According to new reports and accusations surfacing online, there’s some very damning allegations surrounding the CEO of Razer, Min-Liang Tan. Min-Liang Tan is the co-founder, chief executive officer and creative director of gaming hardware company, Razer Inc., and CEO of THX. Kotaku has released a report alleges the Singaporean entrepreneur abused various employees in a variety of ways.
Various former members of staff for the PC peripheral company had supplied e-mails and other evidence to support the claims. According to these e-mails, the CEO was “officially pissed off” over Razer not getting into Fast Company’s 2014 list of “Most Innovative Companies.” In the email, Tan asked his marketing employees, “Are you guys f*cking off?”
What’s Happening With Razer?
Another incident was retold by Razer director of marketing at the time, Greg Agius. Agius wanted to get Tan “in front of Fast Company” in an attempt at boosting his image as the “Asian Steve Jobs.” It seems like Tan was not a fan of the idea of an-person media tour that was part of the proposal.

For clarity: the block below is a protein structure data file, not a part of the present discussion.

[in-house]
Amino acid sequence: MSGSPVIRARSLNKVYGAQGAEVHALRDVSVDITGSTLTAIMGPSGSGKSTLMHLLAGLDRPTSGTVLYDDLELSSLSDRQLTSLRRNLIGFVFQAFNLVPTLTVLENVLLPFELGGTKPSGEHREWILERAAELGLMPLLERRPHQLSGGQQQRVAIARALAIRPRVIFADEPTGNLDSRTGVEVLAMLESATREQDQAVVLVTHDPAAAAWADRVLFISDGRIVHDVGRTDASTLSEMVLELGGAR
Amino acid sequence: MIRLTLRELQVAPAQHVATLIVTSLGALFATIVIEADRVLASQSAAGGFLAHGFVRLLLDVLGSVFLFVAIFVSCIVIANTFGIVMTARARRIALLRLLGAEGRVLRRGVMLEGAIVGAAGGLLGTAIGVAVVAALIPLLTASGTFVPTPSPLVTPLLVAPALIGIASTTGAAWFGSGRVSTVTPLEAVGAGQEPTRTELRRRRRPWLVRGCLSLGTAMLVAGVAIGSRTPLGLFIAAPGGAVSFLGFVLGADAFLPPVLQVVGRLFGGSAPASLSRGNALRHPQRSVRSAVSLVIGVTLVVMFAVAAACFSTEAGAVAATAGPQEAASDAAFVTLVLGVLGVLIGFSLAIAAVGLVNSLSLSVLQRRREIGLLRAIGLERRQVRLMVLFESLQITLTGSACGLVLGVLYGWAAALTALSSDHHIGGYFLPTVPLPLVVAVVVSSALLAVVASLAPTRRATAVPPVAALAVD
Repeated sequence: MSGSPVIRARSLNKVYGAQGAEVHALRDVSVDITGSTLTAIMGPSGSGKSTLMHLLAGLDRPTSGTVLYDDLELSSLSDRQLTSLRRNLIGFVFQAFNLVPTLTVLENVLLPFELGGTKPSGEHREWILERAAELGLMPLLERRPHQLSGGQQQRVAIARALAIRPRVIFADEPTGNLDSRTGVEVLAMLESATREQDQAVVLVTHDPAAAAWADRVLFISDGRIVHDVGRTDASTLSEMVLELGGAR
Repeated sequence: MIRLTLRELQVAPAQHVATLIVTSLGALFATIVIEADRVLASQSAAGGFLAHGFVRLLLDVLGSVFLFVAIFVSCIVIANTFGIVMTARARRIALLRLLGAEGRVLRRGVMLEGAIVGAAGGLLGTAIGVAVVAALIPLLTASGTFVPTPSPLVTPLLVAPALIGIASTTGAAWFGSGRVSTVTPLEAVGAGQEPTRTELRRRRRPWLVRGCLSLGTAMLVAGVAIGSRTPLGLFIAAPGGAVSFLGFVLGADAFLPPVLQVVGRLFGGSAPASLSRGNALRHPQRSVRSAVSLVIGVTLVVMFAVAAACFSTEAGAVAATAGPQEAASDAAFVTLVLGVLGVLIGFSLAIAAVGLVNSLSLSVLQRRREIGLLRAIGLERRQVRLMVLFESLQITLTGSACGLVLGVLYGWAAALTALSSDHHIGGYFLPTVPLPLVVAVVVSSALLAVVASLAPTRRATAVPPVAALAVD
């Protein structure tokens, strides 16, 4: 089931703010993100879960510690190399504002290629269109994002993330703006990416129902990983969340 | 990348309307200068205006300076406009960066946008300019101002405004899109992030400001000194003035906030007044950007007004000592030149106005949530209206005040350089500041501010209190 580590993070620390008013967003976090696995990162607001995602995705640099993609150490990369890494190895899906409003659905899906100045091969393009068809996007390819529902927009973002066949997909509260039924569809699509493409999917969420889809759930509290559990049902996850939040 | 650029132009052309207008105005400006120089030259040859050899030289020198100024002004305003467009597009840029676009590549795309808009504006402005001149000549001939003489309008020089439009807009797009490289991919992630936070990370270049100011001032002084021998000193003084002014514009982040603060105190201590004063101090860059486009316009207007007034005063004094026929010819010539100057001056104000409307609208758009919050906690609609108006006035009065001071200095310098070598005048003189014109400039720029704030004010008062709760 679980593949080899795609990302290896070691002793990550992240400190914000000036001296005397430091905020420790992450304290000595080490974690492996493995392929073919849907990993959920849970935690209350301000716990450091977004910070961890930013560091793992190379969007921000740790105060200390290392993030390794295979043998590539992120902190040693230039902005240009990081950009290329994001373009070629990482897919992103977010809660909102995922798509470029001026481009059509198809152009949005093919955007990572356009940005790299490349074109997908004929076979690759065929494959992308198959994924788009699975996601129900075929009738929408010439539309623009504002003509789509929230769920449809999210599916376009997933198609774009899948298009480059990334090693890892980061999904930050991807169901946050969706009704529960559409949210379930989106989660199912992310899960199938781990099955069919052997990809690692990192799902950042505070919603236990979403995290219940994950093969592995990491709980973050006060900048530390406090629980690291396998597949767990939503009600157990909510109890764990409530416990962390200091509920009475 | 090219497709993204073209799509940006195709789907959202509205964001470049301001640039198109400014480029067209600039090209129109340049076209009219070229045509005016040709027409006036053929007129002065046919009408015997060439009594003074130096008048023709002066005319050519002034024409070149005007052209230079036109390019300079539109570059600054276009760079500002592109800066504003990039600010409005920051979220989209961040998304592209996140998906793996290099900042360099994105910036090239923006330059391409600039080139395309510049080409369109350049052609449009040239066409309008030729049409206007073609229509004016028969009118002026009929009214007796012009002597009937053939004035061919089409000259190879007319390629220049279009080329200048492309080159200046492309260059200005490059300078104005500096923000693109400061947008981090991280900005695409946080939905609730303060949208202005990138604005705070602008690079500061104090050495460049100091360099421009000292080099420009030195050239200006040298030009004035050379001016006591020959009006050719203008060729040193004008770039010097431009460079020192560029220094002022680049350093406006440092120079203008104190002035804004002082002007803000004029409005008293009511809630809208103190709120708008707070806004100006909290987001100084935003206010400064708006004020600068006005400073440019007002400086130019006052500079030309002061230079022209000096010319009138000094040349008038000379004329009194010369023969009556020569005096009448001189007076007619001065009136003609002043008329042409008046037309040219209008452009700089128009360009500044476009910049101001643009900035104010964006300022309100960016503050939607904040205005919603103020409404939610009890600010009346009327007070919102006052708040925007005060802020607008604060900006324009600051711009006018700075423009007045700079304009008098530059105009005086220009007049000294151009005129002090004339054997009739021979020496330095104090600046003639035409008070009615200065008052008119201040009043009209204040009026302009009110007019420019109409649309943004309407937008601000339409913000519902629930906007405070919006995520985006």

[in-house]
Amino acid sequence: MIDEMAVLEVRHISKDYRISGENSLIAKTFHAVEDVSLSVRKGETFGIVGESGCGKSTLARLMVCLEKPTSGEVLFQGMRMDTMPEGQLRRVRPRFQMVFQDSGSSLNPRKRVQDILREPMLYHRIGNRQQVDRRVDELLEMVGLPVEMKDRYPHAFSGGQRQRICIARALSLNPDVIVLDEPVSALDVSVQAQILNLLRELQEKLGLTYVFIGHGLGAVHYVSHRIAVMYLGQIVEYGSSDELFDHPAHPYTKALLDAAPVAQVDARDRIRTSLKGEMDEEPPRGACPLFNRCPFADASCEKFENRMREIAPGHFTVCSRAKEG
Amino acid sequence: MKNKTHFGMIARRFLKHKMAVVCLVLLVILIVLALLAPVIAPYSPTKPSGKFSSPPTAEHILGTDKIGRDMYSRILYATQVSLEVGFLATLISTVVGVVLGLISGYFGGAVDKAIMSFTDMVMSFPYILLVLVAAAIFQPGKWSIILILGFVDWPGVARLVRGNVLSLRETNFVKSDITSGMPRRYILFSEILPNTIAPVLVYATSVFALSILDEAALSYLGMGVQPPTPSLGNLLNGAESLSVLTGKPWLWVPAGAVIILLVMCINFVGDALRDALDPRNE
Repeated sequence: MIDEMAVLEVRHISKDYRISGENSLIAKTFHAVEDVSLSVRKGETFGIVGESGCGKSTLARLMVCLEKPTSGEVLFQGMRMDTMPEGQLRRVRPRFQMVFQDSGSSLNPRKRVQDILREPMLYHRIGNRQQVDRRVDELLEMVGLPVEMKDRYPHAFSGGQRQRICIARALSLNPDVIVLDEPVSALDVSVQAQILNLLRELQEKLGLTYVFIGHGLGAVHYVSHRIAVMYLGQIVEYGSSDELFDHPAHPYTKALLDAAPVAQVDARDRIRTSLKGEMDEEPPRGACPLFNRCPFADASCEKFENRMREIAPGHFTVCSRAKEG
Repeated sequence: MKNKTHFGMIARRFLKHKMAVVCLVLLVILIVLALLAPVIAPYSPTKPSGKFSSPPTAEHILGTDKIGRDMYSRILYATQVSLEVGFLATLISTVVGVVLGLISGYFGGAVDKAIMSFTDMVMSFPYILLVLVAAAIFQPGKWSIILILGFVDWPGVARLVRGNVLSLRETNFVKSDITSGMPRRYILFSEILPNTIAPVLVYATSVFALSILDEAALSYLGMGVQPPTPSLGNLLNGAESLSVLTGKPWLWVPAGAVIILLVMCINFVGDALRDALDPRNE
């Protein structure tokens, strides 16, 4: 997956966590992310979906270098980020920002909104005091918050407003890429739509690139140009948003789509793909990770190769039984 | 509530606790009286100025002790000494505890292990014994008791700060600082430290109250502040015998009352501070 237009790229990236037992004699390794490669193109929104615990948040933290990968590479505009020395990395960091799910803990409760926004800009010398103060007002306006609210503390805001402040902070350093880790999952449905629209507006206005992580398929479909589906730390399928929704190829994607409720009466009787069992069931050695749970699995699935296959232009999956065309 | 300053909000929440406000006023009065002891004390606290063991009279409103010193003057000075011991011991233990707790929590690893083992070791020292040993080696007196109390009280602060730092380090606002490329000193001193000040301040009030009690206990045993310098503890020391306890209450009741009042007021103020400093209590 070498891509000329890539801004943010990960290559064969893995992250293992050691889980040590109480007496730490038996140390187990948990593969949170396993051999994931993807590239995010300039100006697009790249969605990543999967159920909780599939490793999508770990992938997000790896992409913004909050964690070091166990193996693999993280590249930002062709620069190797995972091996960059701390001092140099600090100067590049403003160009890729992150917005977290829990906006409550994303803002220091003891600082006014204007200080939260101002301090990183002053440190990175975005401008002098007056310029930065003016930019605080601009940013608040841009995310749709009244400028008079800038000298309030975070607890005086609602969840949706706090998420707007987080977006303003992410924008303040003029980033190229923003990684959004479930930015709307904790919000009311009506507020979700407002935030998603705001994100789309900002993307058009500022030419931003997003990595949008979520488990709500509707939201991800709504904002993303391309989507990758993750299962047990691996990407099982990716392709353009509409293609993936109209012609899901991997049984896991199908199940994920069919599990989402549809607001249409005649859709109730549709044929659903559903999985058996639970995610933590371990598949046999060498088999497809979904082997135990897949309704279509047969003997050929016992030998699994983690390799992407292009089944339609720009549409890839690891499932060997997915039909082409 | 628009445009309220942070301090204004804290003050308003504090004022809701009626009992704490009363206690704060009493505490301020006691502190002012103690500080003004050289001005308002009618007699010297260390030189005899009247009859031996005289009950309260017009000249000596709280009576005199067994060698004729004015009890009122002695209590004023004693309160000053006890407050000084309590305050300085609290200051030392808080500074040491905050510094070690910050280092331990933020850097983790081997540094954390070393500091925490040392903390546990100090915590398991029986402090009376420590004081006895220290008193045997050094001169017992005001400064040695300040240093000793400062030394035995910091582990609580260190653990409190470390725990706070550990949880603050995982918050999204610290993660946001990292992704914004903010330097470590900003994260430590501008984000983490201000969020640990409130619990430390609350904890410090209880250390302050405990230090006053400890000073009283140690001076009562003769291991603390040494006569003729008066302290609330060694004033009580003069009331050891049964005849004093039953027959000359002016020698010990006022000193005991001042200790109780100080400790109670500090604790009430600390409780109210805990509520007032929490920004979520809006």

“Wait,” Tan wrote back, “You’re telling me because I didn’t go for the tour you can’t do your f*cking job?” Hours later, Agius was fired, according to three former employees. Many other employees, ten in all, supported claims in anonymous statements to Kotaku. These employees described the boss as a “tempestuous, volatile boss” with many bouts of anger and shouting
Razer responded to a number of emails sent by Kotaku over the matter, Razer sent a long list of written responses, with wild tone. According to one response, speaking about specific claims, “no one would have ever been terminated for one such matter.” The responses also dismiss some claims, mostly by saying that any company of 1,300 people across the globe “would be disgruntled or unhappy.”
In a social media post on Instagram, Tan didn’t really respond, but did praise himself. He noted that he can “become way worse than Gordon Ramsay” with his “attention to detail.” That doesn’t exactly inspire confidence, nor does it really dispute the claims against him. He includes the typical CEO-speak of “I believe there’s greatness in everyone, but it’s important to demand the best and most from everyone (including myself).” In layman’s terms, this amounts to “I believe I should be able to demand unreasonable things because I have no problem with abuse or exploitation.”